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WeWork has devised a plan to keep the tenants renting its office space safe as the U.S. economy reopens from a shutdown meant to curb the spread of the COVID-19 pandemic.
The company, whose business model relies on small firms renting shared office space, will increase its sanitization procedures, prioritize personal space and post signs with health guidelines.
"While distancing may be part of our new normal, collaboration and connection remain more important than ever -- and having a safe place to do that is essential," WeWork said. "We want our members to know that they can make WeWork part of their day and still feel comfortable being with friends and family outside of work."
The move comes as local governments slowly loosen stay-at-home restrictions to get the now-battered economy back up and running.
Following are more details on the three key steps WeWork is taking to prepare for a new workplace reality:
1. Prioritizing personal space
WeWork is modifying its shared spaces with what it calls staggered seating and buffer zones. For WeWork's lounge areas, the company is rearranging seating to help tenants keep an appropriate distance away from each other. The company will also put signs in meeting rooms, normally collaborative workspaces, recommending seating arrangements.
2. Increased sanitization
WeWork has strengthened cleaning practices to ensure its staff and tenants stay healthy, aligning its policies with guidance from the Centers for Disease Control and Prevention, the World Health Organization and local health agencies.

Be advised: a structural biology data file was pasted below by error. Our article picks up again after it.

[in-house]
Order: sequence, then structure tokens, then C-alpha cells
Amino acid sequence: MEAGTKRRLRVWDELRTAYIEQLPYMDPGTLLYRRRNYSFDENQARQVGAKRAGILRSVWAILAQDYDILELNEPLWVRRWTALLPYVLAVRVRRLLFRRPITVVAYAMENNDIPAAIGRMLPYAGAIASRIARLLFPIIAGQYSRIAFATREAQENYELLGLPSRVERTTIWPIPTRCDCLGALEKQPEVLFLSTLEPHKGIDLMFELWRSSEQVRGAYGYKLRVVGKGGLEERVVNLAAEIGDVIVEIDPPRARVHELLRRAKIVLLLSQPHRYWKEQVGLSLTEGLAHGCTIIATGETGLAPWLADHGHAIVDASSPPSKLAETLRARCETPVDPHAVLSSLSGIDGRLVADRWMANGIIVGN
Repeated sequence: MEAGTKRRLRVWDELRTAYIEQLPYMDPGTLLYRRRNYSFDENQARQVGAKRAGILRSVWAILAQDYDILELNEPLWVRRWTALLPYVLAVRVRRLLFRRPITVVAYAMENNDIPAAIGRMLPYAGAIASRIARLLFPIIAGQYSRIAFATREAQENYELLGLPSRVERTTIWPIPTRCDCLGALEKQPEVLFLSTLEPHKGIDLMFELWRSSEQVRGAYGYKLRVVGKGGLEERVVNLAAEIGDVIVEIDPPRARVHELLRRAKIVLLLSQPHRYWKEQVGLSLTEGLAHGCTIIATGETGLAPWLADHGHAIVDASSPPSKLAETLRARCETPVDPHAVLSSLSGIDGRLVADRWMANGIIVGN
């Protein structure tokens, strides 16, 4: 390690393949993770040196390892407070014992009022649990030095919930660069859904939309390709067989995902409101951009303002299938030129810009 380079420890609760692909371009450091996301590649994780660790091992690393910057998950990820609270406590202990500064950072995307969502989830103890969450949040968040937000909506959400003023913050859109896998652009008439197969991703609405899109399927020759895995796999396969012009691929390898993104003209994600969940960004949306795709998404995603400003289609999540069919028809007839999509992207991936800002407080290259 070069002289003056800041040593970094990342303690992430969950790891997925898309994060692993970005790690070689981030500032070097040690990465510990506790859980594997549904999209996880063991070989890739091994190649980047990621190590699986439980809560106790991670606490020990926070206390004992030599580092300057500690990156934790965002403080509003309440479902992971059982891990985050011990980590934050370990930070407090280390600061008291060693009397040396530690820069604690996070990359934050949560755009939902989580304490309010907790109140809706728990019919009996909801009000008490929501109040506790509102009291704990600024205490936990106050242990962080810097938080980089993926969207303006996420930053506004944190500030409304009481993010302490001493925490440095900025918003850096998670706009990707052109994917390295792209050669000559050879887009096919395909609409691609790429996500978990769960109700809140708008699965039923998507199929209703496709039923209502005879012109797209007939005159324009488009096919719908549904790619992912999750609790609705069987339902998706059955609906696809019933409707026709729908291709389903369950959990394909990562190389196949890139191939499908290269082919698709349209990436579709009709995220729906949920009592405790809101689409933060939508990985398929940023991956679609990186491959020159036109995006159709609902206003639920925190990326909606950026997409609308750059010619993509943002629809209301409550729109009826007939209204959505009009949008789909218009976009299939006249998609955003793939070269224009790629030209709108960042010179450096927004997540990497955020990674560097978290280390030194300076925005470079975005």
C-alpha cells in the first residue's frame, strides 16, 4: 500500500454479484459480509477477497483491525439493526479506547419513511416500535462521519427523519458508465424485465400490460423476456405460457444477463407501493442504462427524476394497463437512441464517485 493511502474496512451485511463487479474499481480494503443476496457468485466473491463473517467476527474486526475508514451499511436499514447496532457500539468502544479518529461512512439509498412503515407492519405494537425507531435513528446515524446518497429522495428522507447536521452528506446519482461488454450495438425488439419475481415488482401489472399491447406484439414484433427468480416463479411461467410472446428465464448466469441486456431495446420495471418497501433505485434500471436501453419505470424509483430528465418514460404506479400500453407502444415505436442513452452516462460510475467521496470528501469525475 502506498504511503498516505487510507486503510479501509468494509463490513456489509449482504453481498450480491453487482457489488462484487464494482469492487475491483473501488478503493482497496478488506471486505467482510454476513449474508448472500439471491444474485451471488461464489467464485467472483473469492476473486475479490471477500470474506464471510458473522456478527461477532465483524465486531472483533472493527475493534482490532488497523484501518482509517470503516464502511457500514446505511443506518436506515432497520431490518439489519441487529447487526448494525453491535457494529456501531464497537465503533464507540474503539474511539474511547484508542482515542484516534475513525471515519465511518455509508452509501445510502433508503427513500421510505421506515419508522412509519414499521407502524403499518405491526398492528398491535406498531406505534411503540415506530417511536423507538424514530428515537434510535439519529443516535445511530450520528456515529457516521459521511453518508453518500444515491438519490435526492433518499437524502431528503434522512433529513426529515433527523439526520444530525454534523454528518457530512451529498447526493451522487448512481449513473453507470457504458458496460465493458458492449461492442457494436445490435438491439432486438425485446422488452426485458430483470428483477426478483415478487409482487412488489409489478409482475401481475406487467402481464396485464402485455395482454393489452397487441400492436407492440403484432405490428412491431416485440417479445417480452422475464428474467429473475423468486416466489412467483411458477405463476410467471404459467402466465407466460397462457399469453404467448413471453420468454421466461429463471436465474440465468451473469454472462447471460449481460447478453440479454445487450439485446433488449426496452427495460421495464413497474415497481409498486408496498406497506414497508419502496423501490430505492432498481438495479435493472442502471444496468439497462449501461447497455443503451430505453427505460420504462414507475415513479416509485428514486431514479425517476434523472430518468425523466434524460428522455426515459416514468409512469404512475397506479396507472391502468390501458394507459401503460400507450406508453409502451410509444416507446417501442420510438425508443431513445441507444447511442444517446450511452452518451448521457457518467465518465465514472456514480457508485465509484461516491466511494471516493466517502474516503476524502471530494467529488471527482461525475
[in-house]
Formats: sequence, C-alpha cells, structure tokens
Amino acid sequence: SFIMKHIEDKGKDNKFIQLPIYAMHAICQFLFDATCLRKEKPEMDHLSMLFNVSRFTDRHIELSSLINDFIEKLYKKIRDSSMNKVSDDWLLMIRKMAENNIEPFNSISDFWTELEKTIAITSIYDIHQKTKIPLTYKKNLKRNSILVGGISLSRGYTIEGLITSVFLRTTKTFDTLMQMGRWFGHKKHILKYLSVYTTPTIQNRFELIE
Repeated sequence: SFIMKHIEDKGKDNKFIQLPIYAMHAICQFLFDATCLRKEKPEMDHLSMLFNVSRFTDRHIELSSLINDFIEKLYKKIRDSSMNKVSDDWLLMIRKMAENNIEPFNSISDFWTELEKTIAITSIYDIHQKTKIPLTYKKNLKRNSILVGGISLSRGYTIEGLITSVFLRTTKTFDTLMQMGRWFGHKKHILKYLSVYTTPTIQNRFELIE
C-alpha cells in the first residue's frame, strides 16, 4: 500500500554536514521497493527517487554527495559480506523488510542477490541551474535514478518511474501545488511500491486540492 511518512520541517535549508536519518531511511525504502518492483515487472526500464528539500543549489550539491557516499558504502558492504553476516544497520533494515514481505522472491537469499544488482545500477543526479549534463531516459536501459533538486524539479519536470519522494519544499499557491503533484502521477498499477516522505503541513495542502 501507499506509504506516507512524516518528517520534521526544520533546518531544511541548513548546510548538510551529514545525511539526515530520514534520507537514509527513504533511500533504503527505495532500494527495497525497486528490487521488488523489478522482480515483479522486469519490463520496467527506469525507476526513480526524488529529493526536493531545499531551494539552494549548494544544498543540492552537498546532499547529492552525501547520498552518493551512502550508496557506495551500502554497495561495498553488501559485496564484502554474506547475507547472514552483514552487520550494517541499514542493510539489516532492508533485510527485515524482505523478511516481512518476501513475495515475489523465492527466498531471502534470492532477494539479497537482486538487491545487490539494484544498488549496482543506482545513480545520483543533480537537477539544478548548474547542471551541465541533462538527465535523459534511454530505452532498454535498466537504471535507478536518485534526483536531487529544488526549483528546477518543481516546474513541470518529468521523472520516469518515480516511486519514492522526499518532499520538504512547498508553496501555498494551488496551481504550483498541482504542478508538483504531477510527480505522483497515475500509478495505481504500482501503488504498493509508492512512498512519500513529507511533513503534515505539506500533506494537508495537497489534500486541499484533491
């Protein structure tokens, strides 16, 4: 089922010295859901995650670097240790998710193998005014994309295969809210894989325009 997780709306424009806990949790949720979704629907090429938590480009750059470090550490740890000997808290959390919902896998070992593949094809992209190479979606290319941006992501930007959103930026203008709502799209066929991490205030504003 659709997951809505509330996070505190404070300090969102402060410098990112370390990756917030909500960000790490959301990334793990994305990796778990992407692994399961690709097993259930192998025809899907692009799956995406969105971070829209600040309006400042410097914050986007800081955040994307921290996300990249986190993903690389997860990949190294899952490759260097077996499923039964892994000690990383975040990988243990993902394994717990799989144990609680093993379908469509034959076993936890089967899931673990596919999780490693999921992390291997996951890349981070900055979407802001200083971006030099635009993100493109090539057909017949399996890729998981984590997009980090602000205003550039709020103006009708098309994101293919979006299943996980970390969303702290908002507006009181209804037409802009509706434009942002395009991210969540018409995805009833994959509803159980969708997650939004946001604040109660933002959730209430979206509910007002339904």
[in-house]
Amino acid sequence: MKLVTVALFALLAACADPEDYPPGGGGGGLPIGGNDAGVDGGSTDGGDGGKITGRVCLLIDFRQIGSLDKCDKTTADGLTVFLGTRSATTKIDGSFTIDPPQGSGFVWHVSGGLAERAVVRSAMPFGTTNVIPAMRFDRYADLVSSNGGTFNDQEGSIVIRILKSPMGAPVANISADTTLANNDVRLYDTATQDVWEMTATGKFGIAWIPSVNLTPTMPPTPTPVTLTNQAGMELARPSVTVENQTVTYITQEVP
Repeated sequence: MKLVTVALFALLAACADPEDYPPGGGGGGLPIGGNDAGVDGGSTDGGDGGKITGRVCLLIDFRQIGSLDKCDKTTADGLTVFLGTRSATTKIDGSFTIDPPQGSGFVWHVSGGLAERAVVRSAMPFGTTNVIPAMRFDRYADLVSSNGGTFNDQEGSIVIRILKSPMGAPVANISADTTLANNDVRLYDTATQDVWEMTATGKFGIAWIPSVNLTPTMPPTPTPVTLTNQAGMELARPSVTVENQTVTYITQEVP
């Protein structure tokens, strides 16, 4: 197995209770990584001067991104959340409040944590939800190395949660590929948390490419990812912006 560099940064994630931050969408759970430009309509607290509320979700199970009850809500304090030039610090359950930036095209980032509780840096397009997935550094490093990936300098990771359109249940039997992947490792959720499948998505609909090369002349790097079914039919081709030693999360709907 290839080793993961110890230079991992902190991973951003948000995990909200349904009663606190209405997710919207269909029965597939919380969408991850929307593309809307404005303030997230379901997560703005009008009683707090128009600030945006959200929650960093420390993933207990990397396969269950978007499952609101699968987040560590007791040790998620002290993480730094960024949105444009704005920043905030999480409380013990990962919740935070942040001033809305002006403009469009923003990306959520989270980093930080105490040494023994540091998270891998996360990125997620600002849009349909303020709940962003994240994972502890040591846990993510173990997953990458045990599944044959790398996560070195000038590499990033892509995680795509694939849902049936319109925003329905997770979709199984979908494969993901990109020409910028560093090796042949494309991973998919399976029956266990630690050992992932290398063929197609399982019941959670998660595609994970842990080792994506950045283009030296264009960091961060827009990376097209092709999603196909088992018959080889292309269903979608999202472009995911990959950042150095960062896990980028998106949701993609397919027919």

The cleaning measures are as follows:
- Increased frequency and scope of daytime cleaning and sanitization
- Higher availability of hand sanitizer, sanitizing wipes, alcohol sprays, and gels throughout the building
- Provision of masks, gloves, and other protective equipment to staff and tenants
- Installation of touch-free soap dispensers in all restrooms and pantries
- Reduced touchpoints in pantries and expanded offerings of single-use cutlery, dairy products, and condiments
Additionally, "high touch" spaces such as print stations and phone booths will have wipe dispensers and hand sanitizer available. Restrooms, in particular, will receive more frequent and regimented cleanings throughout the day, according to the company's plan.
3. Behavioral signage
The heightened sanitation efforts will be aided by "strategically-placed" signs, emphasizing the importance of social distancing as well as proper hygiene and sanitation. Among the spaces to display the signs will be elevator lobbies, which are primary entry points into office spaces.
There will also be signs in lounge areas, meeting rooms and work nooks, all of which are normally used as collaborative workspaces. For now, the signs will dictate how many people can sit in the given area and where.
Aside from the three major steps, the company is trying to maximize the amount of clean air within its spaces. One way it's doing so is by working with engineering consulting firm Arup to improve indoor air quality using its air distribution systems.